Telecommunications operators understand that automating network management and operations is a vital step in their networks’ modernization, and ultimately in the digital transformation of their businesses. The immediate imperative is technological: enabling network management that can efficiently address the demands being placed on it by the burgeoning growth of data, devices, and new technologies. This serves a bigger imperative: enabling the business to understand and meet customer demand for services, and to scale quickly and flexibly as needed.
Automation is well underway at tier-one operators, but at many the implementation of such programs has been far from smooth. Difficult lessons have been learned. This report examines the status of network automation among large operators, their objectives, and the barriers they are overcoming.
The report is based on series of in-depth interviews conducted with chief technology officers and other senior network executives at telecom operators. The key findings are as follows:
Early automation aims are modest, but ambitions will grow. Expectations of opex reduction—for example, by eliminating the manual configuration of processes and reducing the time needed to fix errors—range between 30 percent and 50 percent. However, this is usually done over a three-year time frame. Earlier gains are unrealistic, given considerable upfront costs, including from virtual network function onboarding. Better capital efficiency is another short-term goal, while some operators see the greatest early benefit being improved network resilience.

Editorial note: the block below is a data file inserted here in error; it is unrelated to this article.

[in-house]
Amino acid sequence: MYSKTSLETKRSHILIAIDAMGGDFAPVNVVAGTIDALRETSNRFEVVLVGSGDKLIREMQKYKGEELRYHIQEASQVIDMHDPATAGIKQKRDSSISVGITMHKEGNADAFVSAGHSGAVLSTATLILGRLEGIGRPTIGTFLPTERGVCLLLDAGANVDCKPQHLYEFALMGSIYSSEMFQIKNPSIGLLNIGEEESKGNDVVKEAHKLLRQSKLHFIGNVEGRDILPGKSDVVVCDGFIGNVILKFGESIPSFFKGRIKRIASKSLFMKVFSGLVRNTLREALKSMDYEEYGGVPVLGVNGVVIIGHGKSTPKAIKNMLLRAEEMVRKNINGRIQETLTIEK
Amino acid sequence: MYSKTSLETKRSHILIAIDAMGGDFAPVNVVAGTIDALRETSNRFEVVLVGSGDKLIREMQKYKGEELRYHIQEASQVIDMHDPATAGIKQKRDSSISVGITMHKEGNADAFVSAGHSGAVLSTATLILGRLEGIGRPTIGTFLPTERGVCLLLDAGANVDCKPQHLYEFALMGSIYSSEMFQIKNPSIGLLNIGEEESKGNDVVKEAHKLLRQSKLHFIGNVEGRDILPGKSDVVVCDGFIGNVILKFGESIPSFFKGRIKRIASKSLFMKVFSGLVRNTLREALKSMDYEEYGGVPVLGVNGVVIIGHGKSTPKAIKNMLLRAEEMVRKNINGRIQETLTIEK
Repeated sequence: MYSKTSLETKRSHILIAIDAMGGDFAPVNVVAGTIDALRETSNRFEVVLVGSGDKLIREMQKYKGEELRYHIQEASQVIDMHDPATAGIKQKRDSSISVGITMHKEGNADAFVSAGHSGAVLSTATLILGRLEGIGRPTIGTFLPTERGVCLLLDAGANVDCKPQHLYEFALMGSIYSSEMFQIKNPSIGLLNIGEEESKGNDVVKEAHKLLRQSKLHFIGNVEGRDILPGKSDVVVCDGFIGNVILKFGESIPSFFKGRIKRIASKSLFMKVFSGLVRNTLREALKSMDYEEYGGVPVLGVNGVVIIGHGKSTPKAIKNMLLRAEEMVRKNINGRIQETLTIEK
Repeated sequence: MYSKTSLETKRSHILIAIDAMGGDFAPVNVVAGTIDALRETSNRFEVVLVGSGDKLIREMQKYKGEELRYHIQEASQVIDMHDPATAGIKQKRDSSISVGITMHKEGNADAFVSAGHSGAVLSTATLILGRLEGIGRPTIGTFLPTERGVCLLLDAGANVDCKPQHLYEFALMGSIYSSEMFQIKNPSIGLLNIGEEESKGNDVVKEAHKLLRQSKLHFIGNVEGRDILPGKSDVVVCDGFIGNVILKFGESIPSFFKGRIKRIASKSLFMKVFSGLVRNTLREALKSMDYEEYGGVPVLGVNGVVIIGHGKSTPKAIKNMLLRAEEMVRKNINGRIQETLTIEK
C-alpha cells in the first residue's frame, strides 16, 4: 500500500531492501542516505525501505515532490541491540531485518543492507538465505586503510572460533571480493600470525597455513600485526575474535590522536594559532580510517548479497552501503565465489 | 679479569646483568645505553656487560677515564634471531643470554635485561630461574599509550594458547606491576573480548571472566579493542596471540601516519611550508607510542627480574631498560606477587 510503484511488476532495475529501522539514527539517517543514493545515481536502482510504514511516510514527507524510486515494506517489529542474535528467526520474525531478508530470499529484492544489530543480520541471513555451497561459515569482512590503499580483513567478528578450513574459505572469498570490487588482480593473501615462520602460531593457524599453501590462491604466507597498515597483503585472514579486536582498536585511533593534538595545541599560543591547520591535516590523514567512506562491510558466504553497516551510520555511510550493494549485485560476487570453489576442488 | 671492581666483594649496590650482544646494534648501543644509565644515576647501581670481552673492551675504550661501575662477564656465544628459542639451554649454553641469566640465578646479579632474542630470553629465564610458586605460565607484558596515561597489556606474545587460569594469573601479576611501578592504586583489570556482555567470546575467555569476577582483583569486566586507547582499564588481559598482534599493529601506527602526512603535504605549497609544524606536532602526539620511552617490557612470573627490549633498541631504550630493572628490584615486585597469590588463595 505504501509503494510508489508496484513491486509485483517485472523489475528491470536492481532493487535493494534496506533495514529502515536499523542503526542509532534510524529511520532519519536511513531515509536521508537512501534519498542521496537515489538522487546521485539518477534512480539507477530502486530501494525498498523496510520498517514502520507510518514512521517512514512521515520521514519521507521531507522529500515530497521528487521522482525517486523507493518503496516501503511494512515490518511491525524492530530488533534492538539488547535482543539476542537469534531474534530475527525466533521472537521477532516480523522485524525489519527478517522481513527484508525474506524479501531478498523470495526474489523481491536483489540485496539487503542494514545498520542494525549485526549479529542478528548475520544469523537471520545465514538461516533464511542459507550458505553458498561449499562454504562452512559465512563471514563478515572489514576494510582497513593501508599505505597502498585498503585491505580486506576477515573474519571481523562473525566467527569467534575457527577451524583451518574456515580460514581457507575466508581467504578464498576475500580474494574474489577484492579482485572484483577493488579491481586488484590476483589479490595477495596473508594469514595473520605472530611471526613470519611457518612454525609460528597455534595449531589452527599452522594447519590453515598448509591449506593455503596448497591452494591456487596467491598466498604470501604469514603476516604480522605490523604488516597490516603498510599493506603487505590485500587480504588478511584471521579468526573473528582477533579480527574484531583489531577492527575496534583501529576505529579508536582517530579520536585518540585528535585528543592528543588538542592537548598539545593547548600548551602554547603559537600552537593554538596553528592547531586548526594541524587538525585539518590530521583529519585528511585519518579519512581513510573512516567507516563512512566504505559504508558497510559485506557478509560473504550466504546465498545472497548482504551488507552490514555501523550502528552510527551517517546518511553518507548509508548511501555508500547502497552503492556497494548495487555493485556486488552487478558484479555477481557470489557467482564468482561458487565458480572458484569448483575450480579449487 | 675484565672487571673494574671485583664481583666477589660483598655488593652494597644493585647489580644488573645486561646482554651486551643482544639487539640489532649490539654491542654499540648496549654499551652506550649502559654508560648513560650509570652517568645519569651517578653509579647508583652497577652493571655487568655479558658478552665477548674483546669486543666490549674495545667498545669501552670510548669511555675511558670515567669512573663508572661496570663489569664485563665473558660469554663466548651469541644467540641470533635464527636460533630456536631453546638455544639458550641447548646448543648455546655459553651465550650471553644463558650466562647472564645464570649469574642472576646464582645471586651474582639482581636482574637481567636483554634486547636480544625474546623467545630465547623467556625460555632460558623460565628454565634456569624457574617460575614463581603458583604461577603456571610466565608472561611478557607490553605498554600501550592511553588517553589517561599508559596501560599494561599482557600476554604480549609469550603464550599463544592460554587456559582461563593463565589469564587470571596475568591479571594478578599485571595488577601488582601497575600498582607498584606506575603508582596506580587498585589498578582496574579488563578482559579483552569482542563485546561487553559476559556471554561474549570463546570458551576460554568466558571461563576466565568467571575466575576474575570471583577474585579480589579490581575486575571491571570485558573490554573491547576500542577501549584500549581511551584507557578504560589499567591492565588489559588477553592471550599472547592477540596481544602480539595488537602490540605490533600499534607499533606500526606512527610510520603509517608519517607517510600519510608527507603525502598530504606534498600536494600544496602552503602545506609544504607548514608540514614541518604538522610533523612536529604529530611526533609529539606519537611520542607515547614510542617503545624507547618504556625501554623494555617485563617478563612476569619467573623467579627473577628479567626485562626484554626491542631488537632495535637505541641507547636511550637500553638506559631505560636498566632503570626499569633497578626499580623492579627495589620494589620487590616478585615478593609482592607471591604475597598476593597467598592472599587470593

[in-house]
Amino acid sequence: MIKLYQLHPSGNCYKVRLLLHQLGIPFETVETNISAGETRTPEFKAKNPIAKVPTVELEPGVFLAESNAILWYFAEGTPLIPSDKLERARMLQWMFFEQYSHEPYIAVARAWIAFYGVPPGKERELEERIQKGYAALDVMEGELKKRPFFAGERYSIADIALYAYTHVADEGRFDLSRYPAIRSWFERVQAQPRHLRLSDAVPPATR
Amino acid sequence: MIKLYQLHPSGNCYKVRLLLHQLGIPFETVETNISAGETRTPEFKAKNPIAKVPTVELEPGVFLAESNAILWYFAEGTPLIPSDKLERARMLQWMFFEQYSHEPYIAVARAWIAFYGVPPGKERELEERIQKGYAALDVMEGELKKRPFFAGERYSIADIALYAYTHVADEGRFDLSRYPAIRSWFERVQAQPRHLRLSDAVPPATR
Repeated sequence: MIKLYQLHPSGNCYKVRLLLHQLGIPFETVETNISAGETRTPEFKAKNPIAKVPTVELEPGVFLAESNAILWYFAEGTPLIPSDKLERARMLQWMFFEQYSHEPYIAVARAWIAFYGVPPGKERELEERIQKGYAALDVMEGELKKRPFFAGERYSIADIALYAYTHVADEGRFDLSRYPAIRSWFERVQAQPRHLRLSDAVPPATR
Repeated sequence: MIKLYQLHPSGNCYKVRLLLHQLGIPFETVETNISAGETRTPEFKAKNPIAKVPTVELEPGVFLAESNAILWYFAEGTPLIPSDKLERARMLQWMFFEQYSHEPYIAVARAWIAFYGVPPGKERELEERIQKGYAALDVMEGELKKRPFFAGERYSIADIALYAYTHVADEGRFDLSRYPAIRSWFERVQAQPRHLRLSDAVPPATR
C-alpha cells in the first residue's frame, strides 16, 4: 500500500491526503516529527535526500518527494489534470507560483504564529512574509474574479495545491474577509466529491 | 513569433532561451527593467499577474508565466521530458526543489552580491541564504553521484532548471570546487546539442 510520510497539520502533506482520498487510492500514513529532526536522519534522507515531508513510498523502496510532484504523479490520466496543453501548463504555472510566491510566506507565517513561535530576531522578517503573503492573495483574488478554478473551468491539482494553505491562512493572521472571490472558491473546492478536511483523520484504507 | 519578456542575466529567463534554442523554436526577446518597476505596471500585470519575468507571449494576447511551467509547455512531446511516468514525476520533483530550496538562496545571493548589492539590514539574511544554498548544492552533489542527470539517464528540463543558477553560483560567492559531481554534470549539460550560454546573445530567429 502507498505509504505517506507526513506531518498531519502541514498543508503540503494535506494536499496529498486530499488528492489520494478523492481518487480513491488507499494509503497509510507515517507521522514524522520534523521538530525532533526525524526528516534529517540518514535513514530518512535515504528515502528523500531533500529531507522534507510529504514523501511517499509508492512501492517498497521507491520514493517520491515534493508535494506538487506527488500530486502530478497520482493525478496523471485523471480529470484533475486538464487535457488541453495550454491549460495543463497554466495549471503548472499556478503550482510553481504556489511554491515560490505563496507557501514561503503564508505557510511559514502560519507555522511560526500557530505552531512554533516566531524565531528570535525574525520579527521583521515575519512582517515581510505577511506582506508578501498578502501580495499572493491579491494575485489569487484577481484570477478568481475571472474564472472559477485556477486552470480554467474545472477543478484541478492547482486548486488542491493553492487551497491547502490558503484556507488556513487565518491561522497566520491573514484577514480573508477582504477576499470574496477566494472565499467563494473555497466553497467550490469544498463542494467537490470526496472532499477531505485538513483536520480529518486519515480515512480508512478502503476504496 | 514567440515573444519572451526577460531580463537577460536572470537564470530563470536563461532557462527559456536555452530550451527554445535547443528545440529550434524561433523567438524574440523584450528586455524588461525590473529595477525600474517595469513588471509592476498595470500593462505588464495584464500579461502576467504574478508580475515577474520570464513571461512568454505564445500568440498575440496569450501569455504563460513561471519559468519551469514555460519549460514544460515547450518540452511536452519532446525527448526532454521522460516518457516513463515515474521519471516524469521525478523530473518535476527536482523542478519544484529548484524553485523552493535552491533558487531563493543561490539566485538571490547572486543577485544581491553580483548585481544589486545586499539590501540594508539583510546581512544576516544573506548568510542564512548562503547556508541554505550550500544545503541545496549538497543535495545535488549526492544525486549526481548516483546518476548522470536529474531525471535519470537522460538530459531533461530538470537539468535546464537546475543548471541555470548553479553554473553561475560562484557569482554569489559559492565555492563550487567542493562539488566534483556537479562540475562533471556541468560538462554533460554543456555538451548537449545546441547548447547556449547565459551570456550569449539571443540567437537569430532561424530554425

The benefits to 5G could be made clearer. Not all operators highlight 5G in building the business case for automation. Operator executives interviewed for this report, however, agree that the network efficiency enabled by automation is integral to their ability to manage 5G complexity and deliver end-to-end 5G services to customers.
There is no one-size-fits-all automation pathway. Some operators start their automation journey with data center modernization efforts. Others focus on automating operational support systems. Wherever they start, operators logically target virtualized functions before deciding how to handle legacy systems.
People challenges are far tougher than the technology ones. Operators are making structural changes to capitalize on automation. These often involve merging or redistributing responsibilities across network and IT teams. However, retraining existing staff and trying to instill DevOps principles are by far the toughest challenges.
Although yet to be realized, hopes for open standards remain strong. Vendor integration issues have severely hampered some operators’ automation efforts. Open source development of standardized solutions is widely supported, but it needs more commitment from all stakeholders (especially vendors) to build critical momentum.
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